- in Canada
Persons who apply for H&C in Canada may have spent an extended time in Canada and may claim to be well established. There is no hard and fast rule relating to the period of time in Canada but it is expected that a significant degree of establishment takes several years to achieve. Consider the following factors:
- How long has the applicant been in Canada?
- Were the circumstances that led the applicant to remain in Canada beyond their control?
- Is, or was, the applicant the subject of a temporary suspension of removal (TSR)?
- To what degree has the applicant co-operated with the Government of Canada, particularly with regard to travel documents? Did the applicant wilfully lose or destroy travel documents? You may contact CBSA removals unit for more information about why applicant does not have a travel document.
- Does the applicant have a history of stable employment?
- Is there a pattern of sound financial management?
- Has the applicant remained in one community or moved around?
- Has the applicant integrated into the community through involvement in community organizations, voluntary services or other activities?
- Has the applicant undertaken any professional, linguistic or other studies that show integration into Canadian society?
- Do the applicant and their family members have a good civil record in Canada? (e.g. no criminal charges or interventions by law enforcement officers or other authorities for domestic violence or child abuse).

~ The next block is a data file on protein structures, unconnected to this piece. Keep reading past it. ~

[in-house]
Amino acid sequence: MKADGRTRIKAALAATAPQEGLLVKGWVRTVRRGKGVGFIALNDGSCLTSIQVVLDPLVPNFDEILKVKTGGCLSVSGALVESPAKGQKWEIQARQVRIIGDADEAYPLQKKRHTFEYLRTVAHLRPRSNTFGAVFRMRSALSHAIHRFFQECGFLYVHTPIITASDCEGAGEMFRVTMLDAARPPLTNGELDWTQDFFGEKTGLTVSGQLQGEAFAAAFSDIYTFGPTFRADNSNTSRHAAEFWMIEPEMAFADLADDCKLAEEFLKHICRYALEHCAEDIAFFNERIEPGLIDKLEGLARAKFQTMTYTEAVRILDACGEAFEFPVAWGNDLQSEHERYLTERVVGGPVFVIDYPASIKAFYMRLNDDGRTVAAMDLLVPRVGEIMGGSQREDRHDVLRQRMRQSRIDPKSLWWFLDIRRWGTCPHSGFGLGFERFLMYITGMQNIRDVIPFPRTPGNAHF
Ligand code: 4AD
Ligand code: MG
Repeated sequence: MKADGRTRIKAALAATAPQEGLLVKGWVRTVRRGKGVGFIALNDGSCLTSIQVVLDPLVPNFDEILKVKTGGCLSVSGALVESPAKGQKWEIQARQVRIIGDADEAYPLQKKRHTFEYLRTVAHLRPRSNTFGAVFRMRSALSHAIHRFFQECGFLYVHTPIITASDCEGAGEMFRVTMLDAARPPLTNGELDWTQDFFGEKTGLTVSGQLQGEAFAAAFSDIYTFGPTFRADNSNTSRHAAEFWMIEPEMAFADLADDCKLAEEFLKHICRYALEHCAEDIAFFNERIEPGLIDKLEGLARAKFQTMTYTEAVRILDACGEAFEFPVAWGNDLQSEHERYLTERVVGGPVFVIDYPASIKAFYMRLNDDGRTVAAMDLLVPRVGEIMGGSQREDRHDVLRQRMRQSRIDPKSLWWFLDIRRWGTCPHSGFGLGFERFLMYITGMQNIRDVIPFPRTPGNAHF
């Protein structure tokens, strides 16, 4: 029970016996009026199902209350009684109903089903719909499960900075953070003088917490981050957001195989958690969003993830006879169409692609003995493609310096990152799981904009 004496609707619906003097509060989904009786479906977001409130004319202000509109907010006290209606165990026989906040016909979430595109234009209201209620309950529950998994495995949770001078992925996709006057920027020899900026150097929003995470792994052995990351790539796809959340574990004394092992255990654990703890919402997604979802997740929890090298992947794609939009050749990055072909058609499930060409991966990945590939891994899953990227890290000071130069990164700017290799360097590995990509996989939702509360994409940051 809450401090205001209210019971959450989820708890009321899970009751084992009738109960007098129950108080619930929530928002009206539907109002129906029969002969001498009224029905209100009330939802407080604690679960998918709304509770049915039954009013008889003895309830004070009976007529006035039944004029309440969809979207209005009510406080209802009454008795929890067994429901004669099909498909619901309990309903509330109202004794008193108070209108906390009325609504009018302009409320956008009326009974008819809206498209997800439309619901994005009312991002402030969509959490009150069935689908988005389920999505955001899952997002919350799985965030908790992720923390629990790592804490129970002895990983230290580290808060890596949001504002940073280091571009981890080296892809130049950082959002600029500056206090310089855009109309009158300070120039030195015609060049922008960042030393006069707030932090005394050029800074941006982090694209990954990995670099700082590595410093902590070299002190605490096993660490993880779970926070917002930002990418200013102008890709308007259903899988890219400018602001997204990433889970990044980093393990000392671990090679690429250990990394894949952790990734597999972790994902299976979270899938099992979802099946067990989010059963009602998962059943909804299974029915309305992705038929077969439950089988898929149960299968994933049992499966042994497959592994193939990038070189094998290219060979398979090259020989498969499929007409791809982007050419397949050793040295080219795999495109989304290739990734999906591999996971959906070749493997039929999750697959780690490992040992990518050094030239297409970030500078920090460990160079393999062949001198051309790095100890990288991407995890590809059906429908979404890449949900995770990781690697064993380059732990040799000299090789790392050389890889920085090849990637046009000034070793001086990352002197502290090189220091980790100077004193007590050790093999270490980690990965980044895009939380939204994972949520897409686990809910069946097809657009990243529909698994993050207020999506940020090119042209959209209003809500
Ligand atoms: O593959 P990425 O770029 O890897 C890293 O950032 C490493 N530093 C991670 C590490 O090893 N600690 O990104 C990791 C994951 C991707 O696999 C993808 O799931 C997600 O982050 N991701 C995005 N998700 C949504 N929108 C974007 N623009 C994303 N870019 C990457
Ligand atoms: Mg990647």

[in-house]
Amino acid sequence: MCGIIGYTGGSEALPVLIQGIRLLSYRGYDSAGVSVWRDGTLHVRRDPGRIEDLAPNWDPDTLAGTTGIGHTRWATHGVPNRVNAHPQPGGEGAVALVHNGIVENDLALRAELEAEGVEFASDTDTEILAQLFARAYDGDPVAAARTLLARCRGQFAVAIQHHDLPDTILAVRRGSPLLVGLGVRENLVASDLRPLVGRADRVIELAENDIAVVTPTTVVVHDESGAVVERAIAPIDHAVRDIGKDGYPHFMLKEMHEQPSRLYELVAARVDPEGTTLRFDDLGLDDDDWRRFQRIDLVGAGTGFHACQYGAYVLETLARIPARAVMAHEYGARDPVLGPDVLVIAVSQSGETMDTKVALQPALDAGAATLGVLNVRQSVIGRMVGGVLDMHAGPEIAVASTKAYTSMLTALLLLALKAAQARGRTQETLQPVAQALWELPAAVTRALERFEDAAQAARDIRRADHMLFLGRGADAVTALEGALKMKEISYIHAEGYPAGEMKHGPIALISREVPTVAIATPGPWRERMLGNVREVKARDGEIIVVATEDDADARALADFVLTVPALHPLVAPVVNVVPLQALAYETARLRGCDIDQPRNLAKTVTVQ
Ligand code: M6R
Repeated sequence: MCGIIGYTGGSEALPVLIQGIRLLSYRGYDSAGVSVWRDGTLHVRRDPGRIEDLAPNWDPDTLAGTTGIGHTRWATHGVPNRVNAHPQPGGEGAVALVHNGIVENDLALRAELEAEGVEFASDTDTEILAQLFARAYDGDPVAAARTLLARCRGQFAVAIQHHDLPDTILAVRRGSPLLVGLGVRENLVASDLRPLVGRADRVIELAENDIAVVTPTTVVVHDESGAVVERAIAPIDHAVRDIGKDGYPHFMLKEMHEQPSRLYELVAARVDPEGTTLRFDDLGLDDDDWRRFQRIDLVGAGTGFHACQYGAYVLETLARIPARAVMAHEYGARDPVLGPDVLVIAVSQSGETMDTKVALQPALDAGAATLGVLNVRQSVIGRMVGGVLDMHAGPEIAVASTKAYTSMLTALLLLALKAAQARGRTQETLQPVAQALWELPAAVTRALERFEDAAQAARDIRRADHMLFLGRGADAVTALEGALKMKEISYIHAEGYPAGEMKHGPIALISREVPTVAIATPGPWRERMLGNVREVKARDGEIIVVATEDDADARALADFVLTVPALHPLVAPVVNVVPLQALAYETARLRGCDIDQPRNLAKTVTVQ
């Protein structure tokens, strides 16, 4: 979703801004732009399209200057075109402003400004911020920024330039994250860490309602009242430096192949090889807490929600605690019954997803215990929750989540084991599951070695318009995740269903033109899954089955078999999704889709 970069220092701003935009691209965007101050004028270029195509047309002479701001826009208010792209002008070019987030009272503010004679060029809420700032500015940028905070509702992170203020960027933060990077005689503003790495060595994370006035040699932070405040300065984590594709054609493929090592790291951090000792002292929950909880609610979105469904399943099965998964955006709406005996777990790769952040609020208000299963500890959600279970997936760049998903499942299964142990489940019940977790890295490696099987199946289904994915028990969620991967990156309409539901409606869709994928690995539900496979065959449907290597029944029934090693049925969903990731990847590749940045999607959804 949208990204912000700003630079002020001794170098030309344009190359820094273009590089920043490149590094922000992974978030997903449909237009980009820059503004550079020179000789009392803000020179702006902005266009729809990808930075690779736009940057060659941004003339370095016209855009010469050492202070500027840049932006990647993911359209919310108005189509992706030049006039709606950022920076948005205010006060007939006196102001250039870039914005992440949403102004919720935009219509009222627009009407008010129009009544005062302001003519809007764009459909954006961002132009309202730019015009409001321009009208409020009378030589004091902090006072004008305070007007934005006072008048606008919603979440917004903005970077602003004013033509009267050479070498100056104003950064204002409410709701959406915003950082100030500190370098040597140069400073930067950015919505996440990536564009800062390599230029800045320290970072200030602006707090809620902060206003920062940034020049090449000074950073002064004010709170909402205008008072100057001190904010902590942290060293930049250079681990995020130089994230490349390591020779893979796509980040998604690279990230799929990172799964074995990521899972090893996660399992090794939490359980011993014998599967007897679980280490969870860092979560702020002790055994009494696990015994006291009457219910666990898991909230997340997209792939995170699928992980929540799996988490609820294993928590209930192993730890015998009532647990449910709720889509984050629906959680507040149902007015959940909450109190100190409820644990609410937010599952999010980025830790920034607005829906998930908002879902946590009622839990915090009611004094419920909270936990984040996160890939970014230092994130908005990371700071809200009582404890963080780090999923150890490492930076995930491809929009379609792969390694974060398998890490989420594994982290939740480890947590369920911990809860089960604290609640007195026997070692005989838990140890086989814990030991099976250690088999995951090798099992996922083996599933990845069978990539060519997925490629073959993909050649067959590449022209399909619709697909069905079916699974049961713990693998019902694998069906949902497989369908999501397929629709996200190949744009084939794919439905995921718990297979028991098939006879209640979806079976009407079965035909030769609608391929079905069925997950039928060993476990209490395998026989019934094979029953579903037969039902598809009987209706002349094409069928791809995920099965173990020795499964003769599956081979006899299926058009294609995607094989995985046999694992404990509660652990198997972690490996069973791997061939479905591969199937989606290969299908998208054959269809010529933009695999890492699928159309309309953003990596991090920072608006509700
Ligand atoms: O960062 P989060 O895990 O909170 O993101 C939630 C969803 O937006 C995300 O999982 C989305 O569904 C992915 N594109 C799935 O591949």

The applicant’s establishment up to the time of the Stage 1 assessment may be considered. The fact that the applicant has some degree of establishment in Canada is not necessarily sufficient to justify granting relief on humanitarian and compassionate grounds: Lee v. Canada (Minister of Citizenship & Immigration), 2005 FC 413, 138 A.C.W.S. (3d) 350 (F.C.).
Positive H&C consideration may be warranted when the period of inability to leave Canada due to circumstances beyond the applicant’s control is of considerable duration and when there is evidence of a significant degree of establishment in Canada.
What is meant by circumstances beyond the applicant’s control
Circumstances beyond the applicant’s control
- The applicant’s home country was subject to a temporary suspension of removals (TSR) (R230).
- An applicant was awaiting a decision on an immigration application and spent several years in Canada with status (e.g. Live-in-caregiver program).
- In such cases the inability to leave Canada can be considered to be due to circumstances beyond the applicant’s control.
Circumstances not beyond the applicant’s control
- An applicant, in Canada for a number of years, is unwilling to sign or provide information for a passport application.
- An applicant wilfully loses or destroys their travel document(s).
- Applicant goes “underground” and remains in Canada illegally.
- In such cases, inability to leave Canada is not considered beyond the control of the applicant and could reasonably be viewed as a strong negative factor. See Legault decision.
- Date Modified: